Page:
On the 11th anniversary of 9/11, I blogged with the following:
Vanity Fair contributing editor and former NYTimes reporter Kurt Eichenwald is out promoting a new Bush-Derangement Syndrome book, 500 Days: Secrets and Lies in the Terror Wars
You can read an excerpt at Vanity Fair.
To be clear, this is an anti-Bush book, putting the worst possible spin upon events described in the book. I loathe spending any money on this; but even partisan books can provide nuggets of useful information when you can cross-reference and wade through the bias filter that any actual facts had been transmuted and distorted through.
Last Friday, Thomas Ricks, author of Fiasco and The Gamble ( books highly critical of the Bush decision to invade Iraq), wrote a NYTimes review of Eichenwald’s new book:
A more deadly consequence of this heedlessness was the American invasion of Iraq in 2003 on the false belief that Saddam Hussein possessed an arsenal of chemical and biological weapons. An exchange from that time conveys the mind-set of the Bush administration. When Stephen Hadley, the deputy national security adviser, told Paul Wolfowitz, then the deputy defense secretary, that there was no intelligence linking Al Qaeda to Saddam Hussein, “Wolfowitz tightened his lips,” Eichenwald writes. “ ‘We’ll find it,’ he said with certainty in his voice. ‘It’s got to be there.’ ” The run-up to the Iraq war also elicits one of the most pungent lines in the book. After Bush told Jacques Chirac that biblical prophecies were being fulfilled and specifically that “Gog and Magog are at work in the Middle East,” the French president decided, in Eichenwald’s words, that “France was not going to fight a war based on an American president’s interpretation of the Bible.”
BDSers- especially the secular militant atheistic extremist types- went stir-crazy during the Bush years over Dubbya’s apparent wearing of his religion on his sleeve.
Although the former president 43 is indeed a man of faith, he was hardly a Crusadist, theocratic leader who decided to invade Iraq because God Bible-thumpingly told him to (As far as I know, the claim is unverified heresay).
Tom Ricks liked the “Gog and Magog” reference so much, he found it noteworthy enough for a blogpost.
One of Ricks’ commenters, Xenophon, mentions:
Here is a passage from the “Secular Humanism” website that attributes the information on Bush’s Biblical prophecy to a Dr. Thomas Romer, a French theologian at the University of Lausanne who was asked by Chirac’s advisors to interpret Bush’s telephone message:
“After the 2003 call, the puzzled French leader didn’t comply with Bush’s request. Instead, his staff asked Thomas Romer, a theologian at the University of Lausanne, to analyze the weird appeal. Dr. Romer explained that the Old Testament book of Ezekiel contains two chapters (38 and 39) in which God rages against Gog and Magog, sinister and mysterious forces menacing Israel. Jehovah vows to smite them savagely, to ‘turn thee back, and put hooks into thy jaws,” and slaughter them ruthlessly. In the New Testament, the mystical book of Revelation envisions Gog and Magog gathering nations for battle, “and fire came down from God out of heaven, and devoured them.’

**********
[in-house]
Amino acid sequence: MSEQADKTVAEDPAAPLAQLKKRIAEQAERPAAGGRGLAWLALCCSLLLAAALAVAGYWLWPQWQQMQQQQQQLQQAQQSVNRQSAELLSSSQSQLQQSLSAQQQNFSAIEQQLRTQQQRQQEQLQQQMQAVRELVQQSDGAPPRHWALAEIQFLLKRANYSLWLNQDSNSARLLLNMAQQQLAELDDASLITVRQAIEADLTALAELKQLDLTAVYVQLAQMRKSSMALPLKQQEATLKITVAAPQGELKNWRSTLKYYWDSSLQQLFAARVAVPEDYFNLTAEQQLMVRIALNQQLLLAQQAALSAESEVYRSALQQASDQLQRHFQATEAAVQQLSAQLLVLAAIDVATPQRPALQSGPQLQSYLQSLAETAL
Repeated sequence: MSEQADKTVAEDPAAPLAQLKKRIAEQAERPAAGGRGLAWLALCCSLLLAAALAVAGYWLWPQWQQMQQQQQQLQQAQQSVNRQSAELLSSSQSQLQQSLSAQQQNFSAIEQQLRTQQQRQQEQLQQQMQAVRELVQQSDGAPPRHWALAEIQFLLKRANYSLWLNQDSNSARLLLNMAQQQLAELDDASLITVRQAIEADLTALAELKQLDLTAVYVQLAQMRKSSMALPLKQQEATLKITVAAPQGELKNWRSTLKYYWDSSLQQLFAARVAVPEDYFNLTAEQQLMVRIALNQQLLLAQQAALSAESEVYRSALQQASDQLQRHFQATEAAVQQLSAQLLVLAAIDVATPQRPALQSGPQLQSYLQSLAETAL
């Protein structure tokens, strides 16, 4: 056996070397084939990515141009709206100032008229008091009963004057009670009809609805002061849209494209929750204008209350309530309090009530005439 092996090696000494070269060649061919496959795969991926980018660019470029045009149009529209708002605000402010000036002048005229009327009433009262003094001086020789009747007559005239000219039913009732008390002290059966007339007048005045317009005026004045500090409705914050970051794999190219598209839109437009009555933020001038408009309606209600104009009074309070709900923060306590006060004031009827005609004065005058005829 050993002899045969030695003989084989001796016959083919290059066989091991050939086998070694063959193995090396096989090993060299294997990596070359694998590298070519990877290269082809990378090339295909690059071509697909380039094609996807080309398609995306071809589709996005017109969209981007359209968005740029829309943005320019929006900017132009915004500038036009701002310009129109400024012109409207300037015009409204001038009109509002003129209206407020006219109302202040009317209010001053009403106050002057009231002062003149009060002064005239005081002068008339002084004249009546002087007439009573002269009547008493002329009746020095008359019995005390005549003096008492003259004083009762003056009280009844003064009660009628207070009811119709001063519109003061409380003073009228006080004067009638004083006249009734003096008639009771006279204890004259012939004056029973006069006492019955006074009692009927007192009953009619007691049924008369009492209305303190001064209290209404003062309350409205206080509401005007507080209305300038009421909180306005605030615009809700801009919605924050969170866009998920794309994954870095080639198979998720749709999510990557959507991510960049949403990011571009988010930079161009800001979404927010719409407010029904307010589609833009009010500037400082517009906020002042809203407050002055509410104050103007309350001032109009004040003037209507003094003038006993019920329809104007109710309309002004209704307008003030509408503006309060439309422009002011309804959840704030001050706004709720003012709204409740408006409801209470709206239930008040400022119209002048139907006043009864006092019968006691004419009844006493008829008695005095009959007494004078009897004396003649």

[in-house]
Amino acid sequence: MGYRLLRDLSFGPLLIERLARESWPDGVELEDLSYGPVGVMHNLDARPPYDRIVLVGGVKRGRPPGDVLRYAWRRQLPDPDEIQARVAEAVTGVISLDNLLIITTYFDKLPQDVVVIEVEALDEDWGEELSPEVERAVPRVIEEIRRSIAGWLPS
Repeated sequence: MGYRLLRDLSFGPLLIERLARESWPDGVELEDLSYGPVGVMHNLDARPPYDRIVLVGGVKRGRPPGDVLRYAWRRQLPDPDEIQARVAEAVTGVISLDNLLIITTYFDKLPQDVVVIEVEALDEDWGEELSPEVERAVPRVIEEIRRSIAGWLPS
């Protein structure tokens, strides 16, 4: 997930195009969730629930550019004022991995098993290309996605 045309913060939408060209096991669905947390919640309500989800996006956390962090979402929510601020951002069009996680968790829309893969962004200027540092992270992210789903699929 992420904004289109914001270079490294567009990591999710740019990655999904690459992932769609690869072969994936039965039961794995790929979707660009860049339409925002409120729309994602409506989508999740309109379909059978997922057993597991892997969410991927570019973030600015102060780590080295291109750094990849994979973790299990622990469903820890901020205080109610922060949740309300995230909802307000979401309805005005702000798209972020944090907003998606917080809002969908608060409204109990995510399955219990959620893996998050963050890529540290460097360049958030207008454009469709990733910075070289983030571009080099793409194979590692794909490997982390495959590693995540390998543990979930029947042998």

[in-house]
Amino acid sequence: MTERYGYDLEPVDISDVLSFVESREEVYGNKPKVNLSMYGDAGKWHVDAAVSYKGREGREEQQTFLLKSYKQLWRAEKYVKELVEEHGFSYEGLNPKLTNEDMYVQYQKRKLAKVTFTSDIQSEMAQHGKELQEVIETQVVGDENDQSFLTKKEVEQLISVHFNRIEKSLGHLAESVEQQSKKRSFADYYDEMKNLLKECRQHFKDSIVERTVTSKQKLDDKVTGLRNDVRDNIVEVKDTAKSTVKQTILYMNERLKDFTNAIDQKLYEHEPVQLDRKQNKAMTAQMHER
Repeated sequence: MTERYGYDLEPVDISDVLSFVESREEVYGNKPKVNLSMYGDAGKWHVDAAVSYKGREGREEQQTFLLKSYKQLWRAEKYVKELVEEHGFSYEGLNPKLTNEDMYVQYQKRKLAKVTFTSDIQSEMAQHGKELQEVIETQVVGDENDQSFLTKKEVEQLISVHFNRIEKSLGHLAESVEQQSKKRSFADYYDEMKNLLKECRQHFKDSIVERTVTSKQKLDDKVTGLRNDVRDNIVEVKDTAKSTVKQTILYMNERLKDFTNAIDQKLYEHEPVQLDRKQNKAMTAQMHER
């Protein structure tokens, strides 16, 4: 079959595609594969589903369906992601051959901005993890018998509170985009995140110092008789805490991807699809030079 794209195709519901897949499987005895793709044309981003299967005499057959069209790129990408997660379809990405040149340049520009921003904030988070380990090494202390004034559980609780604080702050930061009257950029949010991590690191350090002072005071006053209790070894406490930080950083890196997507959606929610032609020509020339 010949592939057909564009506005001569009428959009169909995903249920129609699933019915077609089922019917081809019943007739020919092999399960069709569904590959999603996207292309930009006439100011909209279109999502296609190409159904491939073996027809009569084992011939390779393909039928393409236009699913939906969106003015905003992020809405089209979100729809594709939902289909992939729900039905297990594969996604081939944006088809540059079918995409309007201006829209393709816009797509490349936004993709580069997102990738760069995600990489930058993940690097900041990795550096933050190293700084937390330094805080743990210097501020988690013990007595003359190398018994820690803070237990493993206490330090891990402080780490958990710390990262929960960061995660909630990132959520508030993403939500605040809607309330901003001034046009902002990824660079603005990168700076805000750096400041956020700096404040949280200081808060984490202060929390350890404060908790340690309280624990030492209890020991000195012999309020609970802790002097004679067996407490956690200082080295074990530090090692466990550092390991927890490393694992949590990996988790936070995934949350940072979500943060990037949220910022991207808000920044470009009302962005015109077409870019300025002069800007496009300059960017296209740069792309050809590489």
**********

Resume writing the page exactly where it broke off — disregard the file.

In 2007, Dr. Romer recounted Bush’s strange behavior in Lausanne University’s review, Allez Savoir. A French-language Swiss newspaper, Le Matin Dimanche, printed a sarcastic account titled: “When President George W. Bush Saw the Prophesies of the Bible Coming to Pass.” France’s La Liberte likewise spoofed it under the headline “A Small Scoop on Bush, Chirac, God, Gog and Magog.” But other news media missed the amazing report.”
CounterPunch‘s Clive Hamilton writes:
In 2003 while lobbying leaders to put together the Coalition of the Willing, President Bush spoke to France’s President Jacques Chirac. Bush wove a story about how the Biblical creatures Gog and Magog were at work in the Middle East and how they must be defeated.
In Genesis and Ezekiel Gog and Magog are forces of the Apocalypse who are prophesied to come out of the north and destroy Israel unless stopped. The Book of Revelation took up the Old Testament prophesy:
“And when the thousand years are expired, Satan shall be loosed out of his prison, And shall go out to deceive the nations which are in the four quarters of the earth, Gog and Magog, to gather them together to battle … and fire came down from God out of heaven, and devoured them.”
Bush believed the time had now come for that battle, telling Chirac:
“This confrontation is willed by God, who wants to use this conflict to erase his people’s enemies before a New Age begins”.
The story of the conversation emerged only because the Elysée Palace, baffled by Bush’s words, sought advice from Thomas Römer, a professor of theology at the University of Lausanne. Four years later, Römer gave an account in the September 2007 issue of the university’s review, Allez savoir. The article apparently went unnoticed, although it was referred to in a French newspaper.
The story has now been confirmed by Chirac himself in a new book, published in France in March, by journalist Jean Claude Maurice. Chirac is said to have been stupefied and disturbed by Bush’s invocation of Biblical prophesy to justify the war in Iraq and “wondered how someone could be so superficial and fanatical in their beliefs”.
In the same year he spoke to Chirac, Bush had reportedly said to the Palestinian foreign minister that he was on “a mission from God” in launching the invasions of Iraq and Afghanistan and was receiving commands from the Lord.
Read the rest of Hamilton’s piece, and you get the sense that he might be writing his piece while wearing his tin-foil hat.
As in the Mahmoud Abbas claim regarding “God told me to invade Iraq”, I am willing to believe that President Bush might have mentioned God or even made reference to Gog and Magog, but that whatever he said has been conflated or distorted, giving more meaning and significance than is warranted.